I’m definitely looking forward to grilled corn this summer, how about you?
What comes to your mind when you think “Japanese textiles”? Probably traditional silk production and kimono, right? You might be surprised to learn that in the prefecture of Okayama in the southern area of the main Honshu island, the main textile export is actually denim!
While the area around Okayama has produced cotton for a very long time, its obsession with jeans started after WWII when second-hand jeans started circulation among the population, and grew in popularity. Around the same time, traditional Japanese dress was falling out of favor, and the producers of cotton and other materials were seeing a decline in demand for their products. This lead to them beginning production of jeans, and now are the number one producer of denim in Japan, as well as gaining world-wide attention from the fashion industry.
On my two trips to Okayama, I noticed an abundance of jeans shops, but didn’t pay a lot of attention to them until my second trip to Kurashiki, and even then didn’t bother much with going in a looking. I did however try “denim ice cream” as well as seeing some other denim-related products. Now that I know more about the industry, I’d love to go back and learn more!
I have a confession: I don’t like oysters. I want to like them… I’ve tried to like them…but I just can’t seem to convince myself that they’re good no matter how I try them. I’ve had them raw, both plain and the New Orleans Acme Oyster style with tabasco; I’ve had them fried, baked, cooked… yeah, it’s not going to happen.
My parents happen to love oysters, however, so I still had plenty of chances to photograph them when I visited Hiroshima with them last year. Of course, this card is retired, so I wasn’t able to buy it directly from the post office… I found it on Yahoo Auctions instead, but didn’t have the postcard to take pictures with the oysters themselves.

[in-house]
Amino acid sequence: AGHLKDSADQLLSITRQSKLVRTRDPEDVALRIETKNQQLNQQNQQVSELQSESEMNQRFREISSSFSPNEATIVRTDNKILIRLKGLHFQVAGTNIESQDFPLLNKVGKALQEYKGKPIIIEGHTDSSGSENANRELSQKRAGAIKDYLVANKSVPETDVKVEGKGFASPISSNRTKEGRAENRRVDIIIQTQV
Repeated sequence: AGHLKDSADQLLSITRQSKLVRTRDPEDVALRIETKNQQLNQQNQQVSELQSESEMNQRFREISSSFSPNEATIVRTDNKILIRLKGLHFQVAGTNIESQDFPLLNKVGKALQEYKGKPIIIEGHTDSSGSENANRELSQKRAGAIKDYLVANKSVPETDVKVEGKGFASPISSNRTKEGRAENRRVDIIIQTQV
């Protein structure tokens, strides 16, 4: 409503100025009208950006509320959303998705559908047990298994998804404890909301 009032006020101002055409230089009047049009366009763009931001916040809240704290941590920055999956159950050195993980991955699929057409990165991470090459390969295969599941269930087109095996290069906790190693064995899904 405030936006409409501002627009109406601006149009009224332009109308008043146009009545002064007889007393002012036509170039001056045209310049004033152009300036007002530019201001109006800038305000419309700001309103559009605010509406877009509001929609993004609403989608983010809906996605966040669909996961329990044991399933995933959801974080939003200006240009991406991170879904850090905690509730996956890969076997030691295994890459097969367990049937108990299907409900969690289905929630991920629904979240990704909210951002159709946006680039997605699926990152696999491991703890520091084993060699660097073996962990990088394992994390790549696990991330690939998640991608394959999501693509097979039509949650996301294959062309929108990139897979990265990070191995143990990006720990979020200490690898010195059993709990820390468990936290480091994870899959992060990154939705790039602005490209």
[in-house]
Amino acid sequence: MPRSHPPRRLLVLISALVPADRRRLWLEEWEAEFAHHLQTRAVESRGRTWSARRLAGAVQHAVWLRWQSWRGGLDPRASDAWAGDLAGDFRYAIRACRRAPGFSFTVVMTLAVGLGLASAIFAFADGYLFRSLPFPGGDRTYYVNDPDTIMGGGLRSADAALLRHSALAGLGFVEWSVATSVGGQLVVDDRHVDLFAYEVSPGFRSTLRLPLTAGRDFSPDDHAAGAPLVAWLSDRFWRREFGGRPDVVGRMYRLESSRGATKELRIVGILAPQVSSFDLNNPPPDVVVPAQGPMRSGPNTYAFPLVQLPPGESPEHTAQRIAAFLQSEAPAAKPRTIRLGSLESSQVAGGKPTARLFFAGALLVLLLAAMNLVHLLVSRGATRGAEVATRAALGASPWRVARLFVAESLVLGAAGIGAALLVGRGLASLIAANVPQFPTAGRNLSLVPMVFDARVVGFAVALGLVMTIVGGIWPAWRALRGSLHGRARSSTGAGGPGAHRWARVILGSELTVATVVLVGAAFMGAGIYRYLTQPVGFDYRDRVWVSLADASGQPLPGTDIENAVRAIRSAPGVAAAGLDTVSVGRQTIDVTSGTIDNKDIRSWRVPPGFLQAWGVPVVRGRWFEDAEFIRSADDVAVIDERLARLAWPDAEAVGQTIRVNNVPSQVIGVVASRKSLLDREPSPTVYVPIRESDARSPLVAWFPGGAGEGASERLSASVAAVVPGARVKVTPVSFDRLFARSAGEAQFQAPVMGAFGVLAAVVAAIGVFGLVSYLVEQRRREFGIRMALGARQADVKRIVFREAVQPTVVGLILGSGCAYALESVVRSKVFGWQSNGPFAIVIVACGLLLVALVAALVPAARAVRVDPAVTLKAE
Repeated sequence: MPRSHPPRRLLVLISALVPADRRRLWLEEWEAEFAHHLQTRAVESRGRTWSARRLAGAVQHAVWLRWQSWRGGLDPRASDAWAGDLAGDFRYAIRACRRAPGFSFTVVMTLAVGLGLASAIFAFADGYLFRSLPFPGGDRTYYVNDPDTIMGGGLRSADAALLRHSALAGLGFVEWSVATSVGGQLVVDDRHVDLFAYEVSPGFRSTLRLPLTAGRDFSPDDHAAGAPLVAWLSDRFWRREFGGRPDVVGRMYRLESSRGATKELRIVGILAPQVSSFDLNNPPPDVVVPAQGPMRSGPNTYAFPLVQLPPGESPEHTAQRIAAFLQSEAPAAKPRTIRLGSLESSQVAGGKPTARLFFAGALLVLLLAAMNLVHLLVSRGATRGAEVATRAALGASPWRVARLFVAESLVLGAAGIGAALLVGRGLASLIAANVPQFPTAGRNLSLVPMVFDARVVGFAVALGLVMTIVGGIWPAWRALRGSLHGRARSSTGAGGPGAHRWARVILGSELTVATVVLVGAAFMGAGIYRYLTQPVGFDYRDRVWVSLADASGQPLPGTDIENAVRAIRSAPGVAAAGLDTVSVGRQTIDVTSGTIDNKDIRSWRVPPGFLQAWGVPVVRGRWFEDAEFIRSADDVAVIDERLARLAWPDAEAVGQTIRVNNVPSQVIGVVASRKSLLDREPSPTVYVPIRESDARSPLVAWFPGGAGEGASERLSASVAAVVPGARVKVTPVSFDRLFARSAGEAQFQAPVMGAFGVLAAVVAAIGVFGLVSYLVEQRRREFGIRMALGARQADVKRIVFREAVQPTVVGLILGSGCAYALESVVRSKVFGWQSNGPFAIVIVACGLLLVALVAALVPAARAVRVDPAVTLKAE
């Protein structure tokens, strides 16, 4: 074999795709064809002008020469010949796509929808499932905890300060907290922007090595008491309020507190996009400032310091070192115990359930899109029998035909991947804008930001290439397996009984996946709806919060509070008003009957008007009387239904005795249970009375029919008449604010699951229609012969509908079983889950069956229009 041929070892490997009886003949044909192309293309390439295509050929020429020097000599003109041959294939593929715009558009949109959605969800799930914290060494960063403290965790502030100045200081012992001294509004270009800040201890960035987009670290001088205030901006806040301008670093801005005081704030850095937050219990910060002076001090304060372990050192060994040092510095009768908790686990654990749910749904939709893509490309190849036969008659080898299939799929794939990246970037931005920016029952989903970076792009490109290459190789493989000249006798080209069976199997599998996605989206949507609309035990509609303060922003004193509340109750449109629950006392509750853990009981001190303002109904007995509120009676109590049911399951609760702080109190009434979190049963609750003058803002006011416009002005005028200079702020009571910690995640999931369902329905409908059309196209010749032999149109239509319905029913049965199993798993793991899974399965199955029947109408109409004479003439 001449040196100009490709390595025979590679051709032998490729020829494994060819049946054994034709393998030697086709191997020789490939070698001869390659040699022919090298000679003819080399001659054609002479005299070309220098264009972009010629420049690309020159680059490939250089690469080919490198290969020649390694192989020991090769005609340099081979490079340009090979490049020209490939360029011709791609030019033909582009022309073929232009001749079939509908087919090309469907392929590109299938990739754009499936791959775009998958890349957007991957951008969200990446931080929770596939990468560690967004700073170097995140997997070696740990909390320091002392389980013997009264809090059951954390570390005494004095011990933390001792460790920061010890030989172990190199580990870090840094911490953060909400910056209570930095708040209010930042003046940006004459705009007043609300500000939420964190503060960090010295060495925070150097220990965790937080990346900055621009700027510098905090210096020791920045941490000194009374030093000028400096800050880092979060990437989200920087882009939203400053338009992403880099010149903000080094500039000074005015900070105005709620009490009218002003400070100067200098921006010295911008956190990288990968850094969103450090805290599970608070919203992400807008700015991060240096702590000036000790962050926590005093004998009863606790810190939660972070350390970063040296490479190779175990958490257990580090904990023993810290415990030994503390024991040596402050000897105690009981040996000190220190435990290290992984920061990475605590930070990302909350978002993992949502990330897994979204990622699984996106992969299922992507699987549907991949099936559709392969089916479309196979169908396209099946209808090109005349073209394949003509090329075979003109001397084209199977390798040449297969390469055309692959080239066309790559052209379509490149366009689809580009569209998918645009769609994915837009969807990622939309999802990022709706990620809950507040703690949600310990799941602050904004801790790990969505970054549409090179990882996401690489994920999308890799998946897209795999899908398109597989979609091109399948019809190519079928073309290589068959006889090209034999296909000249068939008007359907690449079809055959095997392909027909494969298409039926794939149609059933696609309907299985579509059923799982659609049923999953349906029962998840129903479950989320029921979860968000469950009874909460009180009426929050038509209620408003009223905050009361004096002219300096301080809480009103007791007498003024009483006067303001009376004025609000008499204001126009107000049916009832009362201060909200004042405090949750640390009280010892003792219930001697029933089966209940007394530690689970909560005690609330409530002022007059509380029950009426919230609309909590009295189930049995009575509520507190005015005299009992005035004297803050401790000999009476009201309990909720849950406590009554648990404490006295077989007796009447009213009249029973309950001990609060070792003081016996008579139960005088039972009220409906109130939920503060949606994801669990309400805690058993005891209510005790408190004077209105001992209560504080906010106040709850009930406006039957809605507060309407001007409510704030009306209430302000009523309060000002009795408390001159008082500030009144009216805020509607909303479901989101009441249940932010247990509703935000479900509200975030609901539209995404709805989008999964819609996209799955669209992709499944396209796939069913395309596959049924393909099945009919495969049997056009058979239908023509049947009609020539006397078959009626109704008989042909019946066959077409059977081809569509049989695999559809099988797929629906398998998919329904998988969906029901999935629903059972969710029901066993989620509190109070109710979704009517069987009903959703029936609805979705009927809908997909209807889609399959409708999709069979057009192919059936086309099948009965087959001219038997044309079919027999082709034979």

An oyster restaurant with oysters actually growing before our eyes!
Actually, this past October on my tour, I had the chance to explore oysters in Kesennuma, Miyagi Prefecture. These oysters from Miyagi are often sent to prefectures like Hiroshima to seed their oyster industry, which made the 2011 earthquake and tsunami all the more devastating, as it didn’t just affect the Tohoku oyster industry, but that of all over Japan. You can read more about that here.
My apologies for the lateness of this post and the lack of any recently… I’ve been fighting a battle with my computer and photo software. I lost this battle, and as a result, my photos, while all there, are a total mess. I can’t find anything! Frankly, even opening the program again was a bit daunting so I’ve put it off and as a result got way behind. Sorry! I’ll be posting one post a day until I’m caught up.
Anyway, May 4th was “Goya” day (5-4) in Okinawa, celebrating Okinawa’s second postcard and famous produce, a bitter melon called goya. Goya wasn’t a vegetable I was familiar with before coming to Japan, and it isn’t one I prefer to eat now. It tends to be quite bitter, but full of vitamins. It is a sun-loving vine, and is therefore popular for people to plant for shade as much as the goya itself.
When I went to Okinawa I had goya champuru, which is a popular dish made with the melon. It wasn’t bad! It may be more of an acquired taste.
I have pictures of goya, both growing and of the Okinawan chapuru, but I can’t find them now. I’ll add them to the post when I’ve finally organized my pictures well enough to find them again! Meanwhile, this is a great site all about goya, including how to grow it, and recipes. Go check it out!